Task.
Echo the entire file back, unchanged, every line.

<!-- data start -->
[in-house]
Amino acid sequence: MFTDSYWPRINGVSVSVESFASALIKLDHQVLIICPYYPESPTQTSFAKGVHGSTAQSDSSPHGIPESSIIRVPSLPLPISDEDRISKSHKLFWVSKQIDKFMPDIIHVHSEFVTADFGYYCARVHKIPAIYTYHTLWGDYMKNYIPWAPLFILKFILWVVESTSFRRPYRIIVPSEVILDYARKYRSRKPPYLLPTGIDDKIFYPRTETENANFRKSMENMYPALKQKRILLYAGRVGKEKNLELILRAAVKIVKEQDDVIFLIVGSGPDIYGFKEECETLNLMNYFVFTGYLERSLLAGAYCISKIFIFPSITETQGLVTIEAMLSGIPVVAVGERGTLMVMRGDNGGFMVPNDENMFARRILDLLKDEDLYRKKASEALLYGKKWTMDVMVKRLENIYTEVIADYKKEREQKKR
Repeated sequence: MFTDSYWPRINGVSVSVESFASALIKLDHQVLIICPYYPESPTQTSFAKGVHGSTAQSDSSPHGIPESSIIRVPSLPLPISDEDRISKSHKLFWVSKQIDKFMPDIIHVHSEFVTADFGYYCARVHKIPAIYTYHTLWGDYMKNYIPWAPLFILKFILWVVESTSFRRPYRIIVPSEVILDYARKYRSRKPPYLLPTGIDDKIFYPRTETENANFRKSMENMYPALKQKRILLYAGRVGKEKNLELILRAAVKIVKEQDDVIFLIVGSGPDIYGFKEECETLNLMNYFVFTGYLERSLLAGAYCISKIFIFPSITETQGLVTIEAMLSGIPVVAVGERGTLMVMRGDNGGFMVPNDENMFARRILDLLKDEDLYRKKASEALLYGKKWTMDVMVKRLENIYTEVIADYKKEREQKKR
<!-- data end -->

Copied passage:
[in-house]
Amino acid sequence: MFTDSYWPRINGVSVSVESFASALIKLDHQVLIICPYYPESPTQTSFAKGVHGSTAQSDSSPHGIPESSIIRVPSLPLPISDEDRISKSHKLFWVSKQIDKFMPDIIHVHSEFVTADFGYYCARVHKIPAIYTYHTLWGDYMKNYIPWAPLFILKFILWVVESTSFRRPYRIIVPSEVILDYARKYRSRKPPYLLPTGIDDKIFYPRTETENANFRKSMENMYPALKQKRILLYAGRVGKEKNLELILRAAVKIVKEQDDVIFLIVGSGPDIYGFKEECETLNLMNYFVFTGYLERSLLAGAYCISKIFIFPSITETQGLVTIEAMLSGIPVVAVGERGTLMVMRGDNGGFMVPNDENMFARRILDLLKDEDLYRKKASEALLYGKKWTMDVMVKRLENIYTEVIADYKKEREQKKR
Repeated sequence: MFTDSYWPRINGVSVSVESFASALIKLDHQVLIICPYYPESPTQTSFAKGVHGSTAQSDSSPHGIPESSIIRVPSLPLPISDEDRISKSHKLFWVSKQIDKFMPDIIHVHSEFVTADFGYYCARVHKIPAIYTYHTLWGDYMKNYIPWAPLFILKFILWVVESTSFRRPYRIIVPSEVILDYARKYRSRKPPYLLPTGIDDKIFYPRTETENANFRKSMENMYPALKQKRILLYAGRVGKEKNLELILRAAVKIVKEQDDVIFLIVGSGPDIYGFKEECETLNLMNYFVFTGYLERSLLAGAYCISKIFIFPSITETQGLVTIEAMLSGIPVVAVGERGTLMVMRGDNGGFMVPNDENMFARRILDLLKDEDLYRKKASEALLYGKKWTMDVMVKRLENIYTEVIADYKKEREQKKR